Fed Chairman Might be Mulling Municipal Bond Purchases
Mutual fund data reporting firm Lipper recently noted investors pulled net $3.1 billion from municipal bond funds in one week in November. Also in November, California delayed a $10 billion municipal bond sale, which fueled speculation the Federal Reserve could buy at least some of the bonds. Since the financial crisis in 2008, the Fed has purchased huge amounts of federal government debt, commercial paper, and mortgage-backed securities.
After the California bond postponement, Art Cashin, a New York Stock Exchange floor operations manager at UBS Financial Servcies, sent a note to clients speculating the Federal Reserve would step in to shore up municipal bonds. He cited a 2002 speech by Bernanke to the National Economists Club in which Bernanke hinted at buying all kinds of securities:
“The Fed has the authority to buy foreign government debt, as well as domestic government debt,” said then-Fed Governor Bernanke. “Because some of these alternative policy tools are relatively less familiar, they may raise practical problems of implementation and of calibration of their likely economic effects . . . Nevertheless, I hope to have persuaded you that the Federal Reserve and other economic policymakers would be far from helpless in the face of deflation, even should the federal funds rate hit its zero bound.”
‘Rates Are Too Low’
“There is absolutely no need for the federal government to step up and buy or guarantee state municipal bonds,” said Rick Ashburn, chief investment officer at Creekside Partners in Lafayette and La Jolla, California. “The market is there for the bonds. Perhaps at higher interest rates, but rates are near historic lows anyway. While the recent California GO [general obligation] bond sale offered rates about 0.70 percent higher than a month ago, we still did not buy them for our private clients. Rates on this type of generic state debt are still too low to compensate for a 20- to 30-year holding period in the face of pro-inflation Fed policies.”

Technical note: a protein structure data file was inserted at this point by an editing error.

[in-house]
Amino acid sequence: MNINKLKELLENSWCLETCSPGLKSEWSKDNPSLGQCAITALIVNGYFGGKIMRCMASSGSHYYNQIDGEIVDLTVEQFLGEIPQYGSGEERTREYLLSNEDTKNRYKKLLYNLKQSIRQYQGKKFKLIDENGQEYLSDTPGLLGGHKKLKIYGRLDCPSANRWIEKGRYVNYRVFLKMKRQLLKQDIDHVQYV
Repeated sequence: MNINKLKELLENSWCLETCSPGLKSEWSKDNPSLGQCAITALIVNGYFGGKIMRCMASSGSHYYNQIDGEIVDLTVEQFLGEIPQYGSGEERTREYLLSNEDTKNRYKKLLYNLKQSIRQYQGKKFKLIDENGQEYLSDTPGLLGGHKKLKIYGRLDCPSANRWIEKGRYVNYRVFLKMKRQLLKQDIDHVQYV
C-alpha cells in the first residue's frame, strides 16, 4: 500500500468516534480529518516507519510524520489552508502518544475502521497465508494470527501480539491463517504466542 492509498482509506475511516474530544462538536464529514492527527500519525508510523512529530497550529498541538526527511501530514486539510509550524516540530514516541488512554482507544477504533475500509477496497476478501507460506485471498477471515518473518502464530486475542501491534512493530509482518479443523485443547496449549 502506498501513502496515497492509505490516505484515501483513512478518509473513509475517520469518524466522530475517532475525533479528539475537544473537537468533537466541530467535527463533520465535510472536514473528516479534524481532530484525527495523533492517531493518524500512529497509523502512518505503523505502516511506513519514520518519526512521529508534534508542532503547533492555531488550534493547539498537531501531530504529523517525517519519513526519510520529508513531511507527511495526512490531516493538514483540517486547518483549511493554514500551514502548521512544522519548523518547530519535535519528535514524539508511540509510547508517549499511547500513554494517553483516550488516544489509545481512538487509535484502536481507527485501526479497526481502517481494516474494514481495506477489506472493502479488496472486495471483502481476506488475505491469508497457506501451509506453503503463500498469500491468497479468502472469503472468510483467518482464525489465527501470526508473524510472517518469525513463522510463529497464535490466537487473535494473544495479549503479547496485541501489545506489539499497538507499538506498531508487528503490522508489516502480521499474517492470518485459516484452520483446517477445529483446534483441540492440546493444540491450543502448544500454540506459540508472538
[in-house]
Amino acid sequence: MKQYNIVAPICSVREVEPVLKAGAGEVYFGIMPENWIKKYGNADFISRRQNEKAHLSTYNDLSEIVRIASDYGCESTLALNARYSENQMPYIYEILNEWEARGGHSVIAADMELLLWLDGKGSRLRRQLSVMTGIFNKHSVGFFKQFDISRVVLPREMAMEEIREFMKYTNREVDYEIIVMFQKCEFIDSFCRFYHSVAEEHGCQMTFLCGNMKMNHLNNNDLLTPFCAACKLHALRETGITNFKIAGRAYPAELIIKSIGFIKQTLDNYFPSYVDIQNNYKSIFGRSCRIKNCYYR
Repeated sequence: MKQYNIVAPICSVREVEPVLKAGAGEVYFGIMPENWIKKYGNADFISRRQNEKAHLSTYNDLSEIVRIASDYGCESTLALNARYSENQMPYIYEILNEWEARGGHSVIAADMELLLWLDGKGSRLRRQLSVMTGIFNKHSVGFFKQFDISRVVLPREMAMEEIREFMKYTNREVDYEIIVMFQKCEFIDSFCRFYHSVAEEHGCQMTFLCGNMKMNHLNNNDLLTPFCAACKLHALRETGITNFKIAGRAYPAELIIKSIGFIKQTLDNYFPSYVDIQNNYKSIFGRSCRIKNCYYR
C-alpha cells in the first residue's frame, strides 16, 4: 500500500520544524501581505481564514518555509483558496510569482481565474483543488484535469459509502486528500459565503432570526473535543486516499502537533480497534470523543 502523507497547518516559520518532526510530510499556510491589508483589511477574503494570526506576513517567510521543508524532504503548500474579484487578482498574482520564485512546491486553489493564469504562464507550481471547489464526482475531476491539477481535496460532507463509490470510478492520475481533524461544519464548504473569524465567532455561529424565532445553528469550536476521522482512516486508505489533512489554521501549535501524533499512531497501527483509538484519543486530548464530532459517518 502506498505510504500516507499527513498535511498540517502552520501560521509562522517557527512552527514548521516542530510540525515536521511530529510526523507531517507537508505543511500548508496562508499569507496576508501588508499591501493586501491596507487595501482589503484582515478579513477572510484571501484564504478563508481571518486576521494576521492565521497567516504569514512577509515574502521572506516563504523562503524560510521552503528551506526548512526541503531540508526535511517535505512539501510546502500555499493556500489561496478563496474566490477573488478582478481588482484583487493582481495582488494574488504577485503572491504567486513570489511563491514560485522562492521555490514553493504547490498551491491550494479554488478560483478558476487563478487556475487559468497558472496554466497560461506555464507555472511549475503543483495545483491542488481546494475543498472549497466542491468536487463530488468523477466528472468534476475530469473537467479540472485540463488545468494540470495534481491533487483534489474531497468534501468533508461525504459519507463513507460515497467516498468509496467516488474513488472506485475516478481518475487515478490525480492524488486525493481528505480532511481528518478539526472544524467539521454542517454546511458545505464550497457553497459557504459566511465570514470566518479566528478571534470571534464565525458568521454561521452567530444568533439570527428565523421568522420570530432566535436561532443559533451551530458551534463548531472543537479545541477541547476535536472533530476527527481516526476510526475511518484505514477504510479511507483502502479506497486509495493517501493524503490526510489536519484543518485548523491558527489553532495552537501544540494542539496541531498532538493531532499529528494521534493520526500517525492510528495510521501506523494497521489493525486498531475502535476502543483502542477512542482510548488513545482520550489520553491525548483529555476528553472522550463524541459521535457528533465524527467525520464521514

California called off the bond sale after receiving orders for $6.06 billion of bonds over three days, barely 60 percent of the amount the state had been hoping to sell.
If officials decided to hold off in hopes of higher demand later that would lower interest rates, the strategy won’t work, said Ashburn.
‘Borrowing Strangles Budgets’
“Borrowing money turns up-front cash into annual payments over time. At current interest rates, it's not interest payments that will further strangle state budgets; it's the borrowing itself,” he said. “Lower interest rates won't make a dent in the state's deficit. They have to get spending under control.”
Curtis C. Greco, founder of the Imperfect Messenger Foundation in Santa Rosa, California, said Federal Reserve purchases of California bonds would “place the financial burden of California” on other states that have been more fiscally responsible.
Greco says most state debt, particularly in California, is driven largely by politics, and the California political environment of the last 35 years has shifted spending toward expanded entitlement and regulatory enforcement programs. This has driven up government costs and reduced private business activity, which hurts tax revenues.
California has a government debt load of $68 billion.
‘Another Noose Around the Neck’
California, like many other states, "must not be given yet another noose around the neck of the taxpayers under the premise of ‘too big to fail,’" Greco said.
He also said it is fiscally irresponsible for states to provide government workers a “defined benefit” pension whose funding rests solely on the shoulders of taxpayers, and cites recent reports that suggest California's public employee pensions are unfunded by as much as $500 billion, adding that the true number could be closer to $750 billion because of losses in investment portfolios.
"The practice of permitting private institutions -- unions -- untethered access to government coffers must never be permitted, at any level," Greco said, and added, "The Fed bailing out the state will not cure its tendency toward all things dysfunctional; it will only delay the ultimate and necessary day of reckoning.”
Phil Britt (firstname.lastname@example.org) writes from South Holland, Illinois.